For weeks I have been getting a great deal of emails pushing on various herbal remedies for diabetes. I guess it is finally time to research them somewhat, although it scares me to open this can of worms: nothing invites comment spam like mentioning dietary supplements.
Well, I’m taking the plunge anyway, but do not be surprised if your comment peddling some herbal product is instantly eliminated.
Thus, for those of you genuinely curious, as I am, I have discovered the following interesting pieces of information about a few herbal substances that appear to get a valid impact on diabetes or your general wellbeing.
(NOTE: I have compiled this info from several sites and by the study of D-author Gretchen Becker. A great comprehensive overview can be available from Diabetes Self-Management magazine.)
* Cinnamon — well-documented studies reveal that cinnamon helps lower BG levels and “normalize” lipids in Type 2 diabetics. Pros have even gone so far as to telephone cinnamon (and its water-soluble extract) “a pure model of insulin” since the consequences were so profound. That this spice is really helpful. (Who knew? Too bad I’m not a cinammon lover)
Decision Ginseng — among the most popular nutritional supplements in the united states, sold in pill form and in herbal teas, chiefly as an energy booster. It’s been reported to lower BG levels, however, the numerous varieties have different effects, thus you may wind up increasing your BG, sources say.
* Bilberry — (not blueberry) leaves have also been reported to help with BG control, consumed in an anti-diabetic tea. The berries are a rich source of antioxidants (chemicals that may reduce the risk of heart disease, cancer, and other chronic diseases) and may improve flow, thus have been suggested as a treatment for diabetic retinopathy. But use in tiny quantities, please, as too much bilberry could be poisonous.
* Gymnema Sylvestre — an Indian herb used in Ayurveda, the ancient Hindi medicine system of India. Injesting the leaves causes gradual hypoglycemic activities, and also helps lower serum cholesterol and triglycerides. A 2001 study by CDE’s in Nebraska verified that this herb improves glycemic control in Type 2 patients, significantly reducing postprandial BG and decreasing A1c results (!)
* Gingko Biloba — used chiefly to increase flow. But as it’s a blood thinner, must be used with caution, particularly if you’re already taking any other type of blood-thinning substance.
* Evening Primrose Oil — research suggest that the GLA (gammalinolenic acid) in evening primrose oil helps prevent — and reverse — that the nerve damage (neuropathy) commonly caused by diabetes. General recommended dose: 1,000 mg evening primrose oil three times a day.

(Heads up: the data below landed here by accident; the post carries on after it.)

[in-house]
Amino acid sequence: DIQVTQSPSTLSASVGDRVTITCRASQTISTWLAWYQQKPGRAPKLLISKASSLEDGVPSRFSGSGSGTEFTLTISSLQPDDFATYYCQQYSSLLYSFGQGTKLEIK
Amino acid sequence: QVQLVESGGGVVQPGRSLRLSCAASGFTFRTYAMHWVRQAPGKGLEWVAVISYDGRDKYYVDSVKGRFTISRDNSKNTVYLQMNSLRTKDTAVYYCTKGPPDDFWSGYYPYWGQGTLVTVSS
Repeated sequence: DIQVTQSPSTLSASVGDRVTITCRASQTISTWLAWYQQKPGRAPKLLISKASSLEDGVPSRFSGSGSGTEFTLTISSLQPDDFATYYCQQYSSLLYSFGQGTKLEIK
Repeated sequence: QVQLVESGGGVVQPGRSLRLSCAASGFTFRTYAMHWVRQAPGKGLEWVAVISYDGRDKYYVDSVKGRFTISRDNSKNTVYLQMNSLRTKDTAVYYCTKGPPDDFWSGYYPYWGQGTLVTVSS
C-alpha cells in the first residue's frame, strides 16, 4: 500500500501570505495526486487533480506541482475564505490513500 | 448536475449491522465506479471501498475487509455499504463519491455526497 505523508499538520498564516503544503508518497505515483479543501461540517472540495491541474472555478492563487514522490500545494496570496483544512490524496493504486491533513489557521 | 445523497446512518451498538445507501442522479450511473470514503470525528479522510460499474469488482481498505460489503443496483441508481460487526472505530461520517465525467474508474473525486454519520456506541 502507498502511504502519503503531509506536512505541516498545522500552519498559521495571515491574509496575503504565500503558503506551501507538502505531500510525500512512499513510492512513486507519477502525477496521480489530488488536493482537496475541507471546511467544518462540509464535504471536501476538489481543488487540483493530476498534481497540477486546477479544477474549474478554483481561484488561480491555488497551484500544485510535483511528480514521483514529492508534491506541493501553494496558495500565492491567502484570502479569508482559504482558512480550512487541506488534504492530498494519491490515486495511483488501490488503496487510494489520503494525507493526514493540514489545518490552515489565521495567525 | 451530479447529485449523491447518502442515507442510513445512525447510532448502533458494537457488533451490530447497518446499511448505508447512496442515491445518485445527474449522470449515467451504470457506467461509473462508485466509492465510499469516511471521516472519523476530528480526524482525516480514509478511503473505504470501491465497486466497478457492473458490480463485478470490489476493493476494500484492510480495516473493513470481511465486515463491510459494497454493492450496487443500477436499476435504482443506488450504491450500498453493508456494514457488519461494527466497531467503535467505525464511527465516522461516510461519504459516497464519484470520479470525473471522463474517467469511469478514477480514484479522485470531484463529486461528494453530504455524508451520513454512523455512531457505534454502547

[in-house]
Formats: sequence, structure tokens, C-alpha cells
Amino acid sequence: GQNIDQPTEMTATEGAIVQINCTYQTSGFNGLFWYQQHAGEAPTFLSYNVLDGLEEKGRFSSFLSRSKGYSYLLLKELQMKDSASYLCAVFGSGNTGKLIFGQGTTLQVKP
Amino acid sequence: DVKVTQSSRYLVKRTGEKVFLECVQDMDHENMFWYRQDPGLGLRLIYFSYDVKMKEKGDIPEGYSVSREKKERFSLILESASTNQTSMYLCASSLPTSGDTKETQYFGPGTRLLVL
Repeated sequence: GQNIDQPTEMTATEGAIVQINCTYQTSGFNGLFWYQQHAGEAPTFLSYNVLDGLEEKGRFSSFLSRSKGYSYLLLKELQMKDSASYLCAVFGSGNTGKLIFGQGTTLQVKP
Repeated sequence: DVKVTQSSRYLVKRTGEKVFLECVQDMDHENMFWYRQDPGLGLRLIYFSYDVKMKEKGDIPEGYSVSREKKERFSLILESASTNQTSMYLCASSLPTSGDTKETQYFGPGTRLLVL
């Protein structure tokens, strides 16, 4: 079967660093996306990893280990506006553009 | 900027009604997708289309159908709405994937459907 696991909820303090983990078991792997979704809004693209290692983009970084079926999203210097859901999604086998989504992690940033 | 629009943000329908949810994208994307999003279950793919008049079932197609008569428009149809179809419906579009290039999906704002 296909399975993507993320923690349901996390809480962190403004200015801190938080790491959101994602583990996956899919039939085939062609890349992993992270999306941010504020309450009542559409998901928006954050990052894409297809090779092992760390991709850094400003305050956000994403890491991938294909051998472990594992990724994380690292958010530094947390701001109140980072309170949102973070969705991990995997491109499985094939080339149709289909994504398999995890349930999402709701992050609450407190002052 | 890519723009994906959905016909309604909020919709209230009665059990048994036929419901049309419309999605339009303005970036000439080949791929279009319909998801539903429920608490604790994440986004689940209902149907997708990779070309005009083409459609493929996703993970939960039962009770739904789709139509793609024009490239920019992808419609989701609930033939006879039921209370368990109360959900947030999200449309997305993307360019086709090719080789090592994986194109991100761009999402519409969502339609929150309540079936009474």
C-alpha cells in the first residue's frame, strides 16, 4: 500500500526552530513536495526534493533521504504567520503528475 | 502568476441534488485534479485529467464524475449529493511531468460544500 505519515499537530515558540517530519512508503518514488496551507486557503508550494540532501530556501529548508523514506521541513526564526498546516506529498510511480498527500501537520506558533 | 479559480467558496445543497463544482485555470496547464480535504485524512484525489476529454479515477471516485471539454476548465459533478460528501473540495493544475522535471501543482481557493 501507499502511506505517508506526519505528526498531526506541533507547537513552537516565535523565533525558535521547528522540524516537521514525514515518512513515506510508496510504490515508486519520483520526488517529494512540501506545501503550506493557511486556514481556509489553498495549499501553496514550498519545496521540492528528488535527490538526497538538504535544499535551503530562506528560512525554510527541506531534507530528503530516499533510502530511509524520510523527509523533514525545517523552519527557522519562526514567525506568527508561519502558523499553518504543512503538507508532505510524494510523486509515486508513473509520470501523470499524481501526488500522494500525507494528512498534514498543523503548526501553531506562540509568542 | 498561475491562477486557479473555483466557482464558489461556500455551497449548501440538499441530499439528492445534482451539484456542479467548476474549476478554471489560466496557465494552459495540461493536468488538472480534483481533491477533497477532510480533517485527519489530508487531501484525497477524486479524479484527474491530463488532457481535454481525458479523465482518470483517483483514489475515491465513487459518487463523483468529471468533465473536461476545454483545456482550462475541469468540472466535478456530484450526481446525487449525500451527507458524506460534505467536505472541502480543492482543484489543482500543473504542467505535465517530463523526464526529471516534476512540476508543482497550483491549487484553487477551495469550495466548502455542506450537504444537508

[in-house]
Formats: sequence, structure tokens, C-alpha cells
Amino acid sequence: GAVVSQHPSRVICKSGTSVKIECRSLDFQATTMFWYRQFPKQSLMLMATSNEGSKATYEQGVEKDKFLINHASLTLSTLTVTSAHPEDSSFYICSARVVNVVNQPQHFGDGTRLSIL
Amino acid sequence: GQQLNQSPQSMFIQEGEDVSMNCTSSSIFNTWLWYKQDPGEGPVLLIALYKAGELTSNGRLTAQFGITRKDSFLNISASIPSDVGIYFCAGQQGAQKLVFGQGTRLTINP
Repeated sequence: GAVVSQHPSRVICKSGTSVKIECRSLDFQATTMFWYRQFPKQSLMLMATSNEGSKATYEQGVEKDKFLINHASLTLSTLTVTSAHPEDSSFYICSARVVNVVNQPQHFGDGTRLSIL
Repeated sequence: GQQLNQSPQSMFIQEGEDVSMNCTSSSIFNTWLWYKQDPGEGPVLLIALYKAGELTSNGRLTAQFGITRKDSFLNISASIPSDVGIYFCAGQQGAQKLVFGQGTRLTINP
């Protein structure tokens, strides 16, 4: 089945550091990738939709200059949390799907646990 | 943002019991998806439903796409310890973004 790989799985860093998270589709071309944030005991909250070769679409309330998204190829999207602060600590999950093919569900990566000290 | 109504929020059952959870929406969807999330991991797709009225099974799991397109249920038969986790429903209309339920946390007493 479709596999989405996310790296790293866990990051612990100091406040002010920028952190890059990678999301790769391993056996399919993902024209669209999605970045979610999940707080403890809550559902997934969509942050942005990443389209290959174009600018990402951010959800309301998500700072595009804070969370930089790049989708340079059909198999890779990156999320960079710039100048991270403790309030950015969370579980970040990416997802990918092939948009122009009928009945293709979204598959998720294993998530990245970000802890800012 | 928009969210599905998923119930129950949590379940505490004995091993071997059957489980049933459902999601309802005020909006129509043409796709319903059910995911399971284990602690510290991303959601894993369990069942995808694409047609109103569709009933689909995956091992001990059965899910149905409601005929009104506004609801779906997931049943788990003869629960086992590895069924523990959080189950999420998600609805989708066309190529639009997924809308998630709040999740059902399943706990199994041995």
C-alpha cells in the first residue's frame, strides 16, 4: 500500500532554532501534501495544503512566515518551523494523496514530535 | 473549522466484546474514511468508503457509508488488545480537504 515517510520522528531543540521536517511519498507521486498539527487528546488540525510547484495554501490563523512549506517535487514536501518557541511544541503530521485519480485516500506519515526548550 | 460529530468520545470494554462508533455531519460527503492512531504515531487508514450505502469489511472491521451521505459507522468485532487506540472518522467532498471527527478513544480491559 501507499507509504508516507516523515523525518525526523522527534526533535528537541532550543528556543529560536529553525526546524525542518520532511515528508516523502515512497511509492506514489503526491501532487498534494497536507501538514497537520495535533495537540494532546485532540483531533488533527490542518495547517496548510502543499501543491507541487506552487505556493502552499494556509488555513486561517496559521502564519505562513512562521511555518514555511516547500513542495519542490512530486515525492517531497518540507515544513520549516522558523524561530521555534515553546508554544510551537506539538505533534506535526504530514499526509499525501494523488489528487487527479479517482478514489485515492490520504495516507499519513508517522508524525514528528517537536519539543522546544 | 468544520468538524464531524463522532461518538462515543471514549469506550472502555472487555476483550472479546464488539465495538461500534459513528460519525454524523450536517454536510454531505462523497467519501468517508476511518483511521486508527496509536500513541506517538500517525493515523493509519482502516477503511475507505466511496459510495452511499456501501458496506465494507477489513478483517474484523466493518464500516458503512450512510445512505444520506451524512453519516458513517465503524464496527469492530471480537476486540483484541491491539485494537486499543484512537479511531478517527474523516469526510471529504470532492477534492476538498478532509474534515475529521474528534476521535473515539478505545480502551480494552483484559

* Saw Palmetto — a spikey-looking bush with berries, recommended for all from enlarged prostate issues to breast augmentation. It is use in “peripheral” diabetes therapy is seemingly for treating infections of the gastro-urinary tract, and also increasing the potency and role of the bladder.
The thing to keep in mind is that almost all doctors and medical governments are luke-warm at best on the worth of carrying much of the stuff, particularly the drugstore-marketed “solutions” — reminding us that many materials are ineffective or potentially even dangerous. After years of school and expertise with patients, I think they may have a point.
For example, a prominent endocrinologist whom I interviewed recently had this to say when I asked her about nutritional supplements (the packed kind), including beta complex, omega complex, also :
“Many of these are simply hype… However, in the event that you came to me on one of these nutritional supplements, and you believe in it, I’d say OK. I wouldn’t protest unless it is hurting you in some manner — damaging your liver or putting an extra strain on your kidneys.”
Right. It is after the damage is done, just that I for one wouldn’t wish to discover the hard way. Any thoughts here? I’m Certain you have many 🙂
Disclaimer: Content created by the Diabetes Mine team. For additional information click here.
This content is created for Diabetes Mine, a consumer health blog concentrated on the diabetes community. The content isn’t medically reviewed and does not stick to Healthline’s editorial instructions. To learn more about Healthline’s partnership with Diabetes Mine, please click here.
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